Muscular strength is a modifiable protective factor for mental health across aging populations. Evidence of sex-related differences in its associations with mental health is limited. Therefore, the purpose of this study was to examine sex-related differences in cross-sectional and prospective associations between grip strength and depressive symptoms and status. Participants were community dwelling adults (N = 4505; 56.5% female), aged ≥50 years. As a measure of muscular strength, grip strength (kg) of the dominant hand was assessed using a hand-held dynamometer at baseline. Participants were divided into sex-specific tertiles. The Center for Epidemiological Studies Depression Scale assessed depressive symptoms at baseline and two years later; a score of ≥16 defined caseness of depression. Depressive symptoms were significantly higher among females at baseline (p < 0.001). Prospective models were adjusted for age, sex, waist circumference, social class, smoking, and health status. Among males, the middle and high strength tertiles were non-significantly associated with 32.9% (p = 0.21) and 9.9% (p = 0.74) reduced odds of developing depression, respectively. Among females, the middle and high strength tertiles were non-significantly associated with 28.5% (p = 0.13) and significantly associated with 43.4% (p = 0.01) reduced odds of developing depression, respectively. In the total sample, the middle and high strength tertiles were significantly associated with 31.5% (p = 0.04) and 34.1% (p = 0.02) reduced odds of developing depression, respectively. The interaction between sex and strength was not statistically significant (p = 0.25). The present findings indicated that grip strength was inversely associated with incident depression in older adults, with stronger associations observed among females than males.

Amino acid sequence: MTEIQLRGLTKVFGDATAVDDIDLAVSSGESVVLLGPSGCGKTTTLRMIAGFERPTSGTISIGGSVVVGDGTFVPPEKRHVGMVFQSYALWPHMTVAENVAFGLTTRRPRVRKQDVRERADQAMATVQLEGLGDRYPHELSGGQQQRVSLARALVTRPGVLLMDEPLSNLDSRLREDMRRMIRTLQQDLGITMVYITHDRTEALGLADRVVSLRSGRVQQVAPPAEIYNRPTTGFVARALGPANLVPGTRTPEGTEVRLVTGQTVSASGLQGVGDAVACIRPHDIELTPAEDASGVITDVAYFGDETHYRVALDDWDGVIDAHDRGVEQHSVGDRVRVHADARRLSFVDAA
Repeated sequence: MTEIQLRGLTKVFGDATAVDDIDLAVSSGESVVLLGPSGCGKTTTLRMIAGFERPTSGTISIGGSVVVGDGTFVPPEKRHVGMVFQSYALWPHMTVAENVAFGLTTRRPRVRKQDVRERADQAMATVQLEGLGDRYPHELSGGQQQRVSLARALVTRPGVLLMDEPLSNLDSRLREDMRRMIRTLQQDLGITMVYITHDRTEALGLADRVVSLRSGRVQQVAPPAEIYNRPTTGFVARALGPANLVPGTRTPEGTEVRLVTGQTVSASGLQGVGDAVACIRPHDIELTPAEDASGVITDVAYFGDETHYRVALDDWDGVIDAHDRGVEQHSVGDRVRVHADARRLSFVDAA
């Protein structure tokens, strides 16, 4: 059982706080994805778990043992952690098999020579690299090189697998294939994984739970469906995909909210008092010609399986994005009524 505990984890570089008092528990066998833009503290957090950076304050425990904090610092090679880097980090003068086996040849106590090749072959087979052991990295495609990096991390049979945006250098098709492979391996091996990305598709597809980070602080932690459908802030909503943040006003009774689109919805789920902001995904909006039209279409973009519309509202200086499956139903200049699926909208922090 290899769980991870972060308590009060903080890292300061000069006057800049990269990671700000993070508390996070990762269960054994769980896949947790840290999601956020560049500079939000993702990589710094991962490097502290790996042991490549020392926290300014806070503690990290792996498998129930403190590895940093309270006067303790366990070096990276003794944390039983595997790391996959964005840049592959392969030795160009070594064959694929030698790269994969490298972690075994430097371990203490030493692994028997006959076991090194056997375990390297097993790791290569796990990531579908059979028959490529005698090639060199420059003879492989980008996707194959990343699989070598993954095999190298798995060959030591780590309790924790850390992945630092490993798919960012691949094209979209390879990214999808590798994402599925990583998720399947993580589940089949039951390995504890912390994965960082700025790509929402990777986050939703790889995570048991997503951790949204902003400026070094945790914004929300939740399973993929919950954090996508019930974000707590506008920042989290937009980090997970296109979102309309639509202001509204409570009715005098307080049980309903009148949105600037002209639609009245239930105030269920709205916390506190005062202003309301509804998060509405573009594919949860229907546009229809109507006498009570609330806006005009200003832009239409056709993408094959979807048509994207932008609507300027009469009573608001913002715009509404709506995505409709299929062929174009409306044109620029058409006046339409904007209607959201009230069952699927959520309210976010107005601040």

Experimental Gerontology – Elsevier
Published: Apr 1, 2018
It’s your single place to instantly
discover and read the research
that matters to you.
Enjoy affordable access to
over 18 million articles from more than
15,000 peer-reviewed journals.
All for just $49/month
Query the DeepDyve database, plus search all of PubMed and Google Scholar seamlessly
Save any article or search result from DeepDyve, PubMed, and Google Scholar... all in one place.
Get unlimited, online access to over 18 million full-text articles from more than 15,000 scientific journals.
Read from thousands of the leading scholarly journals from SpringerNature, Elsevier, Wiley-Blackwell, Oxford University Press and more.
All the latest content is available, no embargo periods.
“Hi guys, I cannot tell you how much I love this resource. Incredible. I really believe you've hit the nail on the head with this site in regards to solving the research-purchase issue.”Daniel C.
“Whoa! It’s like Spotify but for academic articles.”@Phil_Robichaud
“I must say, @deepdyve is a fabulous solution to the independent researcher's problem of #access to #information.”@deepthiw
“My last article couldn't be possible without the platform @deepdyve that makes journal papers cheaper.”@JoseServera